© 2008 MLB Advanced Media, L.P. All rights reserved.
12/30/08 8:00 PM EST
For one game, Rogers was perfect
MLB.com/Live broadcasts lefty's landmark achievement
By Rhett Bollinger / MLB.com
Kenny Rogers was hardly perfect in 1994, his second season as a starting pitcher for the Rangers, but for one day, that's exactly what he was. Rogers became the first left-handed pitcher in American League history to throw a perfect game when he did it against the Angels on July 28, 1994, at the Ballpark in Arlington. But if it weren't for center fielder Rusty Greer's diving catch in the ninth inning, Rogers would have lost in his bid for perfection. Greer made a spectacular catch on a slicing line drive to right-center field to rob Rex Hudler of a hit to preserve the perfect game. And Rogers retired the next two batters to give the Rangers a 4-0 win in a history-making game. Every day until Spring Training, MLB.com/Live will air a classic game on Baseball's Best. Rogers' masterful performance can be seen on Wednesday at 10 a.m. CT. Rogers wasn't exactly on a roll prior to his start against the Angels. He was nursing a sore left shoulder for nearly a month and had won just one game in his previous five starts. And his 4.32 ERA entering the game wasn't exactly awe-inspiring. But Rogers pitched on an extra day of rest, and it sure paid off, as he pitched the fifth no-hitter in Rangers history and the franchise's first and only perfect game. Rogers said after the game that his secret was not thinking about the accomplishment until it actually happened. "I never thought about a perfect game," Rogers said. "I was thinking about the no-hitter until the last out. I just threw strikes. I got ahead of a lot of hitters, and that helped a lot." Rogers' toughest innings were the first and the seventh, as he had control problems in each inning. Two batters reached a three-ball count in the first, and all three batters in the sixth inning had a three-ball count. But Rogers walked the tightrope in both innings by striking out Jim Edmonds to end both the first and seventh innings. In all, Rogers struck out eight batters while throwing 98 pitches, 64 of which were strikes. His biggest scare, however, came in the top of the ninth inning. Greer dove for Hudler's line drive and made the catch while nearly horizontal with the ground and managed to hold onto the ball despite making a harsh landing. "I never thought he was going to get it," Rogers said. "I thought that ball was going to drop, no matter what. Then, I thought the ball was going to pop out." Rogers then retired Chris Turner on a ground ball to shortstop and Gary DiSarcina hit a fly ball to Greer to seal the perfect game. Rogers' perfect game was the first since Dennis Martinez pitched one exactly three years prior in the Expos' 2-0 win over the Dodgers in 1991. Rogers' gem remains the last no-hitter or perfect game thrown by a Rangers pitcher.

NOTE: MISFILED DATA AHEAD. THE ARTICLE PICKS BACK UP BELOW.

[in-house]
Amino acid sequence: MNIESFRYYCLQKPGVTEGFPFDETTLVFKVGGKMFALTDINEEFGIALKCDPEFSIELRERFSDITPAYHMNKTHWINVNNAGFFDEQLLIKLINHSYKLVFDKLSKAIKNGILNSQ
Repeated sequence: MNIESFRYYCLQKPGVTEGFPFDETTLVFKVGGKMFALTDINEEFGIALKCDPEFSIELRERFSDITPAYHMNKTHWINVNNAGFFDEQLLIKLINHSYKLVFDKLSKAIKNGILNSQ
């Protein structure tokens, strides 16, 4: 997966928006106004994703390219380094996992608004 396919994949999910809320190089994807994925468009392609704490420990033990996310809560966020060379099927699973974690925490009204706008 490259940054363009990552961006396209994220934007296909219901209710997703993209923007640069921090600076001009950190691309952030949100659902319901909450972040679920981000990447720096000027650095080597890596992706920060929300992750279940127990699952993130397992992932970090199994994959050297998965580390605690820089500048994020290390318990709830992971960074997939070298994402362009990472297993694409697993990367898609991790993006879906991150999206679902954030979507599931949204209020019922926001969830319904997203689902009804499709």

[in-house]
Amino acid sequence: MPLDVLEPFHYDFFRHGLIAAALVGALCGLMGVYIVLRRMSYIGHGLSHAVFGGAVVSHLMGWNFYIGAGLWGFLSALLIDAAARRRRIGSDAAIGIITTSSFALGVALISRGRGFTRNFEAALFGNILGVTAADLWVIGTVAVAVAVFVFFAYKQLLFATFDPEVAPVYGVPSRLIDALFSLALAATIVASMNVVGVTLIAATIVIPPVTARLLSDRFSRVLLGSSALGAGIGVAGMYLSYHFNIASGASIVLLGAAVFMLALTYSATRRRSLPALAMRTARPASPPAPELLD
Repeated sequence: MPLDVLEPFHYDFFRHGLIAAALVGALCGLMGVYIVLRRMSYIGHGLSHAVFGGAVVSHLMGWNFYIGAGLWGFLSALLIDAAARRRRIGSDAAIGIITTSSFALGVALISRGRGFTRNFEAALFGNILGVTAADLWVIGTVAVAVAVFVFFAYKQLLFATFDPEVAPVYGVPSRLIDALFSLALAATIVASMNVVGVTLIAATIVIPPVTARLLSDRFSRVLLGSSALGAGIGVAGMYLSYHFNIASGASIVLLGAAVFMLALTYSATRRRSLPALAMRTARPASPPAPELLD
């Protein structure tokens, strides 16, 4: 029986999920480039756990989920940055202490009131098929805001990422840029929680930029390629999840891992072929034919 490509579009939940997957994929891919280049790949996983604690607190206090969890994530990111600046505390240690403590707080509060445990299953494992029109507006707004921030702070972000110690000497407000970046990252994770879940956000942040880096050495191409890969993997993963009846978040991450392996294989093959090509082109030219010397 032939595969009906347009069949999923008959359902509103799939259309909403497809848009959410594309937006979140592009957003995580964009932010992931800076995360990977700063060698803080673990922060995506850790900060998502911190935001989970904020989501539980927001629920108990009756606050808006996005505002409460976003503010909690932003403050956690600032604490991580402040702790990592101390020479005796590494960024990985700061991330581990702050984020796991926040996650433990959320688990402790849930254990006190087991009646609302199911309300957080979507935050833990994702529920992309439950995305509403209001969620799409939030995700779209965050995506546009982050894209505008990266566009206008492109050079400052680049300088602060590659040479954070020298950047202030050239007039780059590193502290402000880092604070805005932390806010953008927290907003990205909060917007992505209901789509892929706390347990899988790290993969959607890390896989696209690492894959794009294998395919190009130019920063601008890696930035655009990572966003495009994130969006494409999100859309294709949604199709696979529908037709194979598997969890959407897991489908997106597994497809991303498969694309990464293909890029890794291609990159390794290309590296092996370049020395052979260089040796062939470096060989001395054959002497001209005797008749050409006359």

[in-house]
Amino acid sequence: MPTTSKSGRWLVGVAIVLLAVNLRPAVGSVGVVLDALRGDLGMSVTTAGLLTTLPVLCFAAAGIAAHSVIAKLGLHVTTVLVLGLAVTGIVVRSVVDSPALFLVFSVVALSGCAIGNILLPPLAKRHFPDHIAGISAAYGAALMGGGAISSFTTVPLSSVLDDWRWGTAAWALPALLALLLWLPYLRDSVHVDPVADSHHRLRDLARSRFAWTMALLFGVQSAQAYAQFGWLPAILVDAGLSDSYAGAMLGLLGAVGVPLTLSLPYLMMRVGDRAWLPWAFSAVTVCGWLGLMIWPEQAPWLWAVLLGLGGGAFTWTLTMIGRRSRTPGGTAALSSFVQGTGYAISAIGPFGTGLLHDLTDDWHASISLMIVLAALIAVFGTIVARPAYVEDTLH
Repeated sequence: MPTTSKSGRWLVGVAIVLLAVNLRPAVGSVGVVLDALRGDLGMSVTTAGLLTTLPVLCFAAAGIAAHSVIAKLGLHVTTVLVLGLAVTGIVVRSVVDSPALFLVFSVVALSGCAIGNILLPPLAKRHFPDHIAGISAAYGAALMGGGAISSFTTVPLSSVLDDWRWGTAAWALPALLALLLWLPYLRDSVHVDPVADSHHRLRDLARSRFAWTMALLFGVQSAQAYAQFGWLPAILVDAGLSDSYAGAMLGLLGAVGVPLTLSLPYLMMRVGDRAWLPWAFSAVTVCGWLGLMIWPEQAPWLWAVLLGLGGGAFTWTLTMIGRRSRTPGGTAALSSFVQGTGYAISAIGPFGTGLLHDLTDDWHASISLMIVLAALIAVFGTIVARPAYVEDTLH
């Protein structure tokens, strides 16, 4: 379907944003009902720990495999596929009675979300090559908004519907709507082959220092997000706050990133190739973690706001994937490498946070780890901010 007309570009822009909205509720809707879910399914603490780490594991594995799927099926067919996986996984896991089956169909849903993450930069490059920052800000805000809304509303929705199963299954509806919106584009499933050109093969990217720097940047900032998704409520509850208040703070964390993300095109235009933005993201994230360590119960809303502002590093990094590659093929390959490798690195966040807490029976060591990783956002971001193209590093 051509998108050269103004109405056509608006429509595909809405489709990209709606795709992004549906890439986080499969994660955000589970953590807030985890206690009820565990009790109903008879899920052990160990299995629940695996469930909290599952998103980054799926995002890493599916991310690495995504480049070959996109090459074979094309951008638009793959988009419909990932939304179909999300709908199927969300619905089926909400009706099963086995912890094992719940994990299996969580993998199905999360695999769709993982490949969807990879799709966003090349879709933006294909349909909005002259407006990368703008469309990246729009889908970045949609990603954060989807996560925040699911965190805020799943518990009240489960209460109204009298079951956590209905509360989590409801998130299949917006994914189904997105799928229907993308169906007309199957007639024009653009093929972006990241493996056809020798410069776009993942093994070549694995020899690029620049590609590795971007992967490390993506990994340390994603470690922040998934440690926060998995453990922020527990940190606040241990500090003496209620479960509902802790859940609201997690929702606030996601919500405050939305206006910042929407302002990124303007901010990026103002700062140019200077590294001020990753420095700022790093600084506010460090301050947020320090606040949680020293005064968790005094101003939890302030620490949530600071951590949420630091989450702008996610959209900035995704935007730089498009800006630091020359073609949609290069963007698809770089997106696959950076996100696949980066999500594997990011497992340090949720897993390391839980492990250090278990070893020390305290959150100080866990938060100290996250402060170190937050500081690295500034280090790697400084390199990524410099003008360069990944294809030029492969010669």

Rhett Bollinger is an associate reporter for MLB.com. This story was not subject to the approval of Major League Baseball or its clubs.